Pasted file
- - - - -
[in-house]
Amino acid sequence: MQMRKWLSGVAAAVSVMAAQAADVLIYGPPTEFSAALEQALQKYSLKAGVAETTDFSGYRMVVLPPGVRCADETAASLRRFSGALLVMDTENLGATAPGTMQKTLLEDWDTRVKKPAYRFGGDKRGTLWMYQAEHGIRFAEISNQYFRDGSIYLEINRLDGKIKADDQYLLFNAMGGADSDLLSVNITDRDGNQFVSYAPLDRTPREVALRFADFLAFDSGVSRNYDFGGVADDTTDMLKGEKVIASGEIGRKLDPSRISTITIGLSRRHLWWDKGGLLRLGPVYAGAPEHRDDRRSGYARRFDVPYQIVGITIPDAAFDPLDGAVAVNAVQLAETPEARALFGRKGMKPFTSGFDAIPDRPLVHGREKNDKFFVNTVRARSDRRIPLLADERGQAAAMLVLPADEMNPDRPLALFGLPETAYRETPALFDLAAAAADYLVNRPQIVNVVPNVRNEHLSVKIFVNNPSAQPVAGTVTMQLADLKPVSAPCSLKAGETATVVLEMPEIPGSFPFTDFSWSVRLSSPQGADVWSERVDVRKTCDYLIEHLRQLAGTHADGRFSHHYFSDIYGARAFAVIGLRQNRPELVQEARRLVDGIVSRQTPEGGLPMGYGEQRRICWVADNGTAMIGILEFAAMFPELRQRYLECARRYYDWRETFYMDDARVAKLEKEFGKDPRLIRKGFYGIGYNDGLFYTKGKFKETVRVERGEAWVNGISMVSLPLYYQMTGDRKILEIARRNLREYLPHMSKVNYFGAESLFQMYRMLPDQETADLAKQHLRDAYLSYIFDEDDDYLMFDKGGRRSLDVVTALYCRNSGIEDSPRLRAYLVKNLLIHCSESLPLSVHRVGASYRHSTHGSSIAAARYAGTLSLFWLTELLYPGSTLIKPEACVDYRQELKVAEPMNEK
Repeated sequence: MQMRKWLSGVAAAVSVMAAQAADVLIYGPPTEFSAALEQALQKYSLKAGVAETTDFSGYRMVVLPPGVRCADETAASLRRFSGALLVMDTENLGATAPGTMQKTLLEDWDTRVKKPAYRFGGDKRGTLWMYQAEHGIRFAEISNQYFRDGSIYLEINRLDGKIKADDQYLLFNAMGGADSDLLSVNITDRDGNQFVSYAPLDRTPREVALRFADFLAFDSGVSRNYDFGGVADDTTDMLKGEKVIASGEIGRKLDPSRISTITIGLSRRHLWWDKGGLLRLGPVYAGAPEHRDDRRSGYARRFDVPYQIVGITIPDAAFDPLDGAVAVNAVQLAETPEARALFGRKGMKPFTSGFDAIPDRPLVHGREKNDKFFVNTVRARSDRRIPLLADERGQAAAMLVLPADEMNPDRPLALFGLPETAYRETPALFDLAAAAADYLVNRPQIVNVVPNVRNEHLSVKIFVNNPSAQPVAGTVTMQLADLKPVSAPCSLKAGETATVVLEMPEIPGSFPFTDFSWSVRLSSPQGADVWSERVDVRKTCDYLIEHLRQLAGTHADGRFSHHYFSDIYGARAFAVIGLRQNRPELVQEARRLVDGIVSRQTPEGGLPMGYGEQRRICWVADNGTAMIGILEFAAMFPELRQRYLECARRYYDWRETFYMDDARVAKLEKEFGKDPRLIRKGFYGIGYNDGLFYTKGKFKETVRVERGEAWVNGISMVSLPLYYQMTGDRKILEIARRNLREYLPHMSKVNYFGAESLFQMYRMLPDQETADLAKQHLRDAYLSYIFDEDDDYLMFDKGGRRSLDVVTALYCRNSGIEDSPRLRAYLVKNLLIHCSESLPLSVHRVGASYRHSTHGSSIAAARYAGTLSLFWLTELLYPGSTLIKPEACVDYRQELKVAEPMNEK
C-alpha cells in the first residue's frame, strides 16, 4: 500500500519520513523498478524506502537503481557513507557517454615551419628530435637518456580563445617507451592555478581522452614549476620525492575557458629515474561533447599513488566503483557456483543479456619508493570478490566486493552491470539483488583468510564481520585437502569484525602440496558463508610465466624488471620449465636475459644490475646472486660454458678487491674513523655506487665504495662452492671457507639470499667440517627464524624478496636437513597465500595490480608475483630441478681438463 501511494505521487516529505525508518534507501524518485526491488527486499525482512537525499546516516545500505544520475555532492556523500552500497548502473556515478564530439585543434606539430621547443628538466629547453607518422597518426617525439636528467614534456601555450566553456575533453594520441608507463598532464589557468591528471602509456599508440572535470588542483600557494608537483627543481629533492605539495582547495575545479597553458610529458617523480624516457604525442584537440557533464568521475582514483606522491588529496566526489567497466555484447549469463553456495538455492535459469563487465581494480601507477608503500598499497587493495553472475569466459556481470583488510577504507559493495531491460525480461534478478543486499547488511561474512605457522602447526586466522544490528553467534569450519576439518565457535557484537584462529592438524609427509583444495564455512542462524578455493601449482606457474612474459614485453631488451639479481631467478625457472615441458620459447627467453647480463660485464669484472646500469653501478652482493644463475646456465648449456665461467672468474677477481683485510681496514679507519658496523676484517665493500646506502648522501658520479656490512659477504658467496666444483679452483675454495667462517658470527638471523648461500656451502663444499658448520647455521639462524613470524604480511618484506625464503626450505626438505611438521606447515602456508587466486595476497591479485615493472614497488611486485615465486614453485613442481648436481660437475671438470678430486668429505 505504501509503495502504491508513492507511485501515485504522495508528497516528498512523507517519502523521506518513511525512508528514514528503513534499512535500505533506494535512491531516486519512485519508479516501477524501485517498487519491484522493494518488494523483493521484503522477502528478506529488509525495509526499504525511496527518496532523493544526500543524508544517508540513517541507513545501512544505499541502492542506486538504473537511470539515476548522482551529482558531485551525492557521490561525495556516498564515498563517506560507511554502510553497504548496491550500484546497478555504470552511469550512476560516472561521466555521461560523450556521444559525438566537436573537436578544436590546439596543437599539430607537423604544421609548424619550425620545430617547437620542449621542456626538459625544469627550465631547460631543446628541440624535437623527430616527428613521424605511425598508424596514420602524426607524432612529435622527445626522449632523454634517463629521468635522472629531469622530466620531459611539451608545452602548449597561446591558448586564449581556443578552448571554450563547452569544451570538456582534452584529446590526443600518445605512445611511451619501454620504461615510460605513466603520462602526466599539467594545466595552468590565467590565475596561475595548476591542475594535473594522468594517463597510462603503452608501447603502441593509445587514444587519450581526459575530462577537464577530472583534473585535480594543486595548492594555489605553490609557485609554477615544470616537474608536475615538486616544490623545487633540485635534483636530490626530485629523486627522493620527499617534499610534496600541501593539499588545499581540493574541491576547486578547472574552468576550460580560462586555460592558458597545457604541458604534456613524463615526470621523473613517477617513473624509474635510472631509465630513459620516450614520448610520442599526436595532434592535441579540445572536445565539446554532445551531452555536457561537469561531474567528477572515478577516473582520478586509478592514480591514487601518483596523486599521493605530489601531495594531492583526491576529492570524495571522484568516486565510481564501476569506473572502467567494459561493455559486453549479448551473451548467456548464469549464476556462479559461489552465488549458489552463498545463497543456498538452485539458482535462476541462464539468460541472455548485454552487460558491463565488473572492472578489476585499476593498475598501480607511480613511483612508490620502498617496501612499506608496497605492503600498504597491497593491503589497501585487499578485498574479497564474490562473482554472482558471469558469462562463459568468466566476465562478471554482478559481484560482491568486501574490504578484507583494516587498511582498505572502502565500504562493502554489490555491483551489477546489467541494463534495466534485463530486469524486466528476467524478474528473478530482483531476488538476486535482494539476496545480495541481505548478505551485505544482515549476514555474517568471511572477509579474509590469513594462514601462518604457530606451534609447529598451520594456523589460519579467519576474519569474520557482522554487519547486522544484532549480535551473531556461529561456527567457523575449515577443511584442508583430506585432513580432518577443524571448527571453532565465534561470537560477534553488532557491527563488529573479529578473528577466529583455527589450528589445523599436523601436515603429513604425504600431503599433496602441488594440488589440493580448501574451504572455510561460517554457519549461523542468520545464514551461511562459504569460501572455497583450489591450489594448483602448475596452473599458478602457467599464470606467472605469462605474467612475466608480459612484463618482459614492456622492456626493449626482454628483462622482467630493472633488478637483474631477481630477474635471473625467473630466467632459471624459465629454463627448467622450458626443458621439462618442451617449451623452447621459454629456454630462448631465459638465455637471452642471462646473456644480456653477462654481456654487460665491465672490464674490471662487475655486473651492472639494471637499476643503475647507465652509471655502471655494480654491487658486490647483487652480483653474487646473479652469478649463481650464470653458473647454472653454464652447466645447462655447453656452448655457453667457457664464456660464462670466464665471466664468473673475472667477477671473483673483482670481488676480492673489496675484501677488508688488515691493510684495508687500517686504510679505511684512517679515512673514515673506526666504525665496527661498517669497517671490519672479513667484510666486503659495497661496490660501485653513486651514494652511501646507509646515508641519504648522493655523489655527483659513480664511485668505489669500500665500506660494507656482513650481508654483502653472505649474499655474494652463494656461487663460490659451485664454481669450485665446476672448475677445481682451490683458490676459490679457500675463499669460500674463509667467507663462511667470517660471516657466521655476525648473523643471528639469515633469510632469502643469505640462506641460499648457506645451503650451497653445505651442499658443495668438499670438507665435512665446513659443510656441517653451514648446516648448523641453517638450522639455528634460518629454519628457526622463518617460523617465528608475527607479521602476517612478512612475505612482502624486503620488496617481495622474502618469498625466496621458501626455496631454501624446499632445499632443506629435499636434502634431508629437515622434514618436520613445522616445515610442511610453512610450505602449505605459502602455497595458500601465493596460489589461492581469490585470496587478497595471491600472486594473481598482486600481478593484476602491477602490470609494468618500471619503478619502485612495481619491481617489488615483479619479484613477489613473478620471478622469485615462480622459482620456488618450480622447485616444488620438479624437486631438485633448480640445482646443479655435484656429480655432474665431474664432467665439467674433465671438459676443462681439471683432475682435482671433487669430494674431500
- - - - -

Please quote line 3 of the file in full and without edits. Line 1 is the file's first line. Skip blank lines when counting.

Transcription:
Repeated sequence: MQMRKWLSGVAAAVSVMAAQAADVLIYGPPTEFSAALEQALQKYSLKAGVAETTDFSGYRMVVLPPGVRCADETAASLRRFSGALLVMDTENLGATAPGTMQKTLLEDWDTRVKKPAYRFGGDKRGTLWMYQAEHGIRFAEISNQYFRDGSIYLEINRLDGKIKADDQYLLFNAMGGADSDLLSVNITDRDGNQFVSYAPLDRTPREVALRFADFLAFDSGVSRNYDFGGVADDTTDMLKGEKVIASGEIGRKLDPSRISTITIGLSRRHLWWDKGGLLRLGPVYAGAPEHRDDRRSGYARRFDVPYQIVGITIPDAAFDPLDGAVAVNAVQLAETPEARALFGRKGMKPFTSGFDAIPDRPLVHGREKNDKFFVNTVRARSDRRIPLLADERGQAAAMLVLPADEMNPDRPLALFGLPETAYRETPALFDLAAAAADYLVNRPQIVNVVPNVRNEHLSVKIFVNNPSAQPVAGTVTMQLADLKPVSAPCSLKAGETATVVLEMPEIPGSFPFTDFSWSVRLSSPQGADVWSERVDVRKTCDYLIEHLRQLAGTHADGRFSHHYFSDIYGARAFAVIGLRQNRPELVQEARRLVDGIVSRQTPEGGLPMGYGEQRRICWVADNGTAMIGILEFAAMFPELRQRYLECARRYYDWRETFYMDDARVAKLEKEFGKDPRLIRKGFYGIGYNDGLFYTKGKFKETVRVERGEAWVNGISMVSLPLYYQMTGDRKILEIARRNLREYLPHMSKVNYFGAESLFQMYRMLPDQETADLAKQHLRDAYLSYIFDEDDDYLMFDKGGRRSLDVVTALYCRNSGIEDSPRLRAYLVKNLLIHCSESLPLSVHRVGASYRHSTHGSSIAAARYAGTLSLFWLTELLYPGSTLIKPEACVDYRQELKVAEPMNEK